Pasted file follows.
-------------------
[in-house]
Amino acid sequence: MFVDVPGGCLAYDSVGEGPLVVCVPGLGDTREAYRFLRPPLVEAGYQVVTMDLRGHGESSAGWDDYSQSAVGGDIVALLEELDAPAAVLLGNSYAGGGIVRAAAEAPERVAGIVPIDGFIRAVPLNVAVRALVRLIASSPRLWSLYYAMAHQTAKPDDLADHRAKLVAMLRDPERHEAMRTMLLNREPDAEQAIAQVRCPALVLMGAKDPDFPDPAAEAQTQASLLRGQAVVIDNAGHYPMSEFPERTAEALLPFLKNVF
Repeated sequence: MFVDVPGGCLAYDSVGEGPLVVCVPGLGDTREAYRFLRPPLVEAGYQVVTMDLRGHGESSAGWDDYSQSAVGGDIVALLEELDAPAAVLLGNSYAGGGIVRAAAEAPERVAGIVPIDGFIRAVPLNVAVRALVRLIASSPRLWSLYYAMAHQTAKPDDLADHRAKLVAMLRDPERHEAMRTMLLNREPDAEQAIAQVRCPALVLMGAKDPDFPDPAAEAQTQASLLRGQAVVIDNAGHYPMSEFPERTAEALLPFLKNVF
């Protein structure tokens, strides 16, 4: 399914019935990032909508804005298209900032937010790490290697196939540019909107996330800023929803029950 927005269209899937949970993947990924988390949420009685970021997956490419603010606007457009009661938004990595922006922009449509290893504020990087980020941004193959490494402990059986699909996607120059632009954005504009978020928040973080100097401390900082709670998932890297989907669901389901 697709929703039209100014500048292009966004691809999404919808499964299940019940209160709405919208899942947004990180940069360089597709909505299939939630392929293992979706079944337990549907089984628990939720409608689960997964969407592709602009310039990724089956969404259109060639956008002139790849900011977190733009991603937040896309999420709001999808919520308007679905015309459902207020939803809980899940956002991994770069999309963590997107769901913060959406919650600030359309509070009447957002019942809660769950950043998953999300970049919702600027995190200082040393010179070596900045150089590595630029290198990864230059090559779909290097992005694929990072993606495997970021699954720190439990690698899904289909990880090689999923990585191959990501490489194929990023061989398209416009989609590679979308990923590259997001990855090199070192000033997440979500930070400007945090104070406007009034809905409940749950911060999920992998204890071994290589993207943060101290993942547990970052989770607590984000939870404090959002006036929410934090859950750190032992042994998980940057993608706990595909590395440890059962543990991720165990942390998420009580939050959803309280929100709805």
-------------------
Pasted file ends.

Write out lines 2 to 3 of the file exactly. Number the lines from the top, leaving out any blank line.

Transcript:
Amino acid sequence: MFVDVPGGCLAYDSVGEGPLVVCVPGLGDTREAYRFLRPPLVEAGYQVVTMDLRGHGESSAGWDDYSQSAVGGDIVALLEELDAPAAVLLGNSYAGGGIVRAAAEAPERVAGIVPIDGFIRAVPLNVAVRALVRLIASSPRLWSLYYAMAHQTAKPDDLADHRAKLVAMLRDPERHEAMRTMLLNREPDAEQAIAQVRCPALVLMGAKDPDFPDPAAEAQTQASLLRGQAVVIDNAGHYPMSEFPERTAEALLPFLKNVF
Repeated sequence: MFVDVPGGCLAYDSVGEGPLVVCVPGLGDTREAYRFLRPPLVEAGYQVVTMDLRGHGESSAGWDDYSQSAVGGDIVALLEELDAPAAVLLGNSYAGGGIVRAAAEAPERVAGIVPIDGFIRAVPLNVAVRALVRLIASSPRLWSLYYAMAHQTAKPDDLADHRAKLVAMLRDPERHEAMRTMLLNREPDAEQAIAQVRCPALVLMGAKDPDFPDPAAEAQTQASLLRGQAVVIDNAGHYPMSEFPERTAEALLPFLKNVF